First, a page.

If you are on a small budget then you will need to look out for a second-hand bargain on the internet or in local charity shops etc.  The main problem will be the condition of the machine.  It may have been stored away and needs a good clean.  It may be missing tools and you will need to buy some more.  It may need repairs and this is extra cost.  Are you willing to do this yourself, or do you need to find someone to do this?   You will need to weigh up the condition of the machine (check any pictures, ask questions, try and see the machine before you buy) with the price being asked.

Most of the machines that still work were manufactured in the 1970s, 1980s and 1990s.  Over this period of time the machines new versions were developed that had more and more functionality, usually related to their ability to create different patterns.  These machines can also be divided into Manual Patterning, Punchcard Patterning and Electronic Patterning.  These terms were explained in the previous post.  

Manual machines are cheap and good for the beginner, but quickly become tiresome to operate.   Electronic machines are usually more expensive and will need electronics or software to operate.  The electronics are now very old and could fail so I would get a reconditioned machine if you can afford this.  DesignaKnit software and cables can be bought to work with many Brother or Silver Reed machines, but check first.  The software choice might not be the best for a beginner, but can be something to think about for your second machine.  A punchcard machine is the best choice for a beginner. They are more robust and reliable and offer a range of patterns and stitches to support your new knitting hobby.

The final part of the decision of which machine to buy depends upon the type of yarn that you wish to knit with or more specifically the thickness of the yarn.  No machine can knit the full range of yarns, if you want to do this you will need to buy more than one machine.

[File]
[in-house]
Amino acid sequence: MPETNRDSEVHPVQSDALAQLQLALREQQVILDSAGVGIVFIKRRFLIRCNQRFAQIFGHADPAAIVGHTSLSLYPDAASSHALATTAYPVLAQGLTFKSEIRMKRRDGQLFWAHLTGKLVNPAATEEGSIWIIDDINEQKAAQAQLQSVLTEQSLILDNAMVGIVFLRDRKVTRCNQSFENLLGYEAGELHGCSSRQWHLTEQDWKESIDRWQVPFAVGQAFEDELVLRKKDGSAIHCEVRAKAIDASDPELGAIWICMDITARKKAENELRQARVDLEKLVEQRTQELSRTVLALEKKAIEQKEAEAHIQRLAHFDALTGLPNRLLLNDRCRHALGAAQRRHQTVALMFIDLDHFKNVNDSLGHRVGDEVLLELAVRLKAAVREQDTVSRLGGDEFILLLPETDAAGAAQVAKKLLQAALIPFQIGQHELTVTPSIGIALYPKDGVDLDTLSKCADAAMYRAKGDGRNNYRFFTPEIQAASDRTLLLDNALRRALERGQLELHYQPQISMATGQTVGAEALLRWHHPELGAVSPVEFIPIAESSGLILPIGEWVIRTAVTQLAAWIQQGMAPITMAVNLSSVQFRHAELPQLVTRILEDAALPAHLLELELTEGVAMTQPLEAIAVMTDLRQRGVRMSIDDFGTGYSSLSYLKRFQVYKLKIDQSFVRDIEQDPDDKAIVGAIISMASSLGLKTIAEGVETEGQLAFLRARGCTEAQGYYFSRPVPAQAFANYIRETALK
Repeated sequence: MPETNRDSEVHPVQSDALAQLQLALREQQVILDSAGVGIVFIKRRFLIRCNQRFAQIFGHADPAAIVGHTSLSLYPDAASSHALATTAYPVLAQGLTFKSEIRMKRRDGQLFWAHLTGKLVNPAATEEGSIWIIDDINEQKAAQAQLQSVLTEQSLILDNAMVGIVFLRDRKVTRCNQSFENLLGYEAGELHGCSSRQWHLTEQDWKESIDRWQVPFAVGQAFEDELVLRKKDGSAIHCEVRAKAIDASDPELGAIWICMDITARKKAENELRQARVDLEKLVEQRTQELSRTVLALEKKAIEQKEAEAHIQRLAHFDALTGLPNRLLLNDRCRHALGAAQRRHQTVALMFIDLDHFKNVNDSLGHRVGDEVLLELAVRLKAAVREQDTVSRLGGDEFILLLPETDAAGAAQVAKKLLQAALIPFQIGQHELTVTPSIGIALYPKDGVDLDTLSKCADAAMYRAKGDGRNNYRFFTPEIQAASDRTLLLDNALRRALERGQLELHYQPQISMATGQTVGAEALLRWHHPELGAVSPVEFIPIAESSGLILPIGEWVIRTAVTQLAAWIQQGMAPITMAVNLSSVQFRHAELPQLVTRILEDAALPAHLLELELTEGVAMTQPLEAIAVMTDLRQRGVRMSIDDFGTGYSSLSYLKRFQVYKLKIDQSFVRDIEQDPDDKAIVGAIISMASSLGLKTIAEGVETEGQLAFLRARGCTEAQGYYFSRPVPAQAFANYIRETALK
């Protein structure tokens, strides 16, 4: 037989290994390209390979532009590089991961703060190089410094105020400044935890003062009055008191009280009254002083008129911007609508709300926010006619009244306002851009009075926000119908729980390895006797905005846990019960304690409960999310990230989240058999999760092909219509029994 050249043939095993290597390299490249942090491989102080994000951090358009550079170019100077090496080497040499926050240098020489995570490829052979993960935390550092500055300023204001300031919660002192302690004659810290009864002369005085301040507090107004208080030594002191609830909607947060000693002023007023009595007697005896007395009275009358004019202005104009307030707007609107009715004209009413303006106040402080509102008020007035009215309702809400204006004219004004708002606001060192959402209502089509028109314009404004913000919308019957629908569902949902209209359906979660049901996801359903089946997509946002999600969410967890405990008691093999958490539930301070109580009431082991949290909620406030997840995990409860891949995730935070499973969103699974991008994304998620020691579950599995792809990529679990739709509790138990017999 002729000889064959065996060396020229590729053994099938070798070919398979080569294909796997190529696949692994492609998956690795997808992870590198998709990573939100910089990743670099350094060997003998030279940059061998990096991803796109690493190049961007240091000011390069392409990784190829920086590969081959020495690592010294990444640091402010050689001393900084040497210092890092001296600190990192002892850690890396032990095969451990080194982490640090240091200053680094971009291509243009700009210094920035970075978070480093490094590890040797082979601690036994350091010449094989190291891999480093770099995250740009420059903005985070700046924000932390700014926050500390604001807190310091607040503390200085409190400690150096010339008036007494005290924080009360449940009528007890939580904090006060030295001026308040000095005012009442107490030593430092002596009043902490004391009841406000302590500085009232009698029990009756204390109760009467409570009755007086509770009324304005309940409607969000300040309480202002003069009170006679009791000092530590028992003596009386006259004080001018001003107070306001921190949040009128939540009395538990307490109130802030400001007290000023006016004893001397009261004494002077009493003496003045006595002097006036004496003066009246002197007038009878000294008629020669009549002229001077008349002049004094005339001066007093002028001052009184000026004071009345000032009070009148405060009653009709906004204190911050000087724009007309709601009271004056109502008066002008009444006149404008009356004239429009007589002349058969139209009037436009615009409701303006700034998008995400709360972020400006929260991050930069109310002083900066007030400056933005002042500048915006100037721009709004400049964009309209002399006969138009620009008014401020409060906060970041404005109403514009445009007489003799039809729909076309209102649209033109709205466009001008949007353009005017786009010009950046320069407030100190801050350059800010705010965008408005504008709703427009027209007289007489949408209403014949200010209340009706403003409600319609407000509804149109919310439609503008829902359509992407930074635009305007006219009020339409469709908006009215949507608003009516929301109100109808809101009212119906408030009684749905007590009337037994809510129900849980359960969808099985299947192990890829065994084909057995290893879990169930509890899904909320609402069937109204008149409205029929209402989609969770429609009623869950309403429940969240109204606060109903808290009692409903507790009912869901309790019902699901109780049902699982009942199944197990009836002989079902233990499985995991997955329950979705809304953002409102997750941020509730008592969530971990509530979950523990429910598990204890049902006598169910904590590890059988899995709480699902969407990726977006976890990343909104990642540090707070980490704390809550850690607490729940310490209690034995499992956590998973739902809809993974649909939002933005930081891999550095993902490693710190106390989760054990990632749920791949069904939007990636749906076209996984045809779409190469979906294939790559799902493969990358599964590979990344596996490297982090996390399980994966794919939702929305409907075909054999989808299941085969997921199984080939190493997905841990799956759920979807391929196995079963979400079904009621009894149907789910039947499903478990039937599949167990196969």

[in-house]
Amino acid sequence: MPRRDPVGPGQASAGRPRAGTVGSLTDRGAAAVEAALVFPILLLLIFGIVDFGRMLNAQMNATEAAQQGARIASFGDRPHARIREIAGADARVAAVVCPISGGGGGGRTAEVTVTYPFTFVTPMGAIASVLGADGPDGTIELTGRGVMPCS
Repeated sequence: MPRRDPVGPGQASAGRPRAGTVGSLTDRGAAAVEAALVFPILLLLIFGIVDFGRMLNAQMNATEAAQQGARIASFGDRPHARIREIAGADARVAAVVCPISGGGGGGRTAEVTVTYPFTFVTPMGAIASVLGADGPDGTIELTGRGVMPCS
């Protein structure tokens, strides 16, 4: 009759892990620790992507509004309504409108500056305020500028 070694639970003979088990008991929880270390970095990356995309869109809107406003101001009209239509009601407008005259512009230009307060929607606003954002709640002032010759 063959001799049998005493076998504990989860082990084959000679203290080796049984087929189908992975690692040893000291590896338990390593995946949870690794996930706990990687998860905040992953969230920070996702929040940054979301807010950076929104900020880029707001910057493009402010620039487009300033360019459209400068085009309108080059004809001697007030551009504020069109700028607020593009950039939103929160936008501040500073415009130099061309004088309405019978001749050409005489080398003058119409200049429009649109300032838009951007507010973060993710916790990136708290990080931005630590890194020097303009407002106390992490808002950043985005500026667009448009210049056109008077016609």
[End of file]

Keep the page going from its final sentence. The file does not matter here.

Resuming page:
Home Knitting Machines can be divided into 4 types depending upon the thickness of yarn that it can knit.  This is known in the trade as the GAUGE.  This relates to the spacing between the needles (and thickness of needles).  The following table shows the type of machine, the type of wool it can knit and the names of the knitting machines that you should look for. (passap and pfaff machines are 5mm gauge).

Gauge

FINE
7 gauge
STANDARD
5.6 gauge
MID
3.9 gauge
CHUNKY
2.8 gauge
3.6 mm
250 needles
4.5 mm
200 needles
6.5 mm
105/140/150/160 needles
9 mm
110 needles
1ply, 2ply, 3ply
lace, fingering,
light fingering
2ply, 3ply, 4ply
fingering, sock
4 ply, DK, aran,
fingering, sock, sport, worsted,
(DK), aran,
chunky, bulky,
mohair
  Simple:

LK140
LK150 (plastic)
Simple:
Bond (8 mm)
Knitmaster/SR
LK100,
Zippy 90
Brother:-
KH230
Punchcard:Punchcard:Punchcard:Punchcard:
Knitmaster:-
F270
F370

Brother:-
KH120
Knitmaster:-
321, 323,
260, 360,
700, 740,
zippy deluxe,
Zippy Plus,
Silver Reed:-
sk280

Brother:-
KH860, KH881
KH836, KH890,
KH891
Knitmaster:-
MK70 (foldup)
SK160

Brother:-
KX395
(convertable 4.5 and 9 mm)
Knitmaster:-
SK120, SK121,
SK150 (steel),
SK151, SK155
SK160


Brother:-
KH260
Electronic:Electronic:Electronic:Electronic:
Silver Reed:-
SK830
Knitmaster:-
500, 550, 560, 580
Silver Reed:-
SK840

Brother:
KH900, KH910,
KH940, KH950,
KH950i, KH965,
KH965i, KH970
Silver Reed:
SK860


Silver Reed:
SK890

Brother:-
KH270
  • A great museum site for range of knitting machines can be found here.
  • A full range of knitting machines can be found here.
  • great historical list of Studio/Singer/Knitmaster machines and accessories here.
  • Info on Knitmaster range of machines and accessories can be found here.
  • Brother range can be found here and thoughts on range of Brother machines here.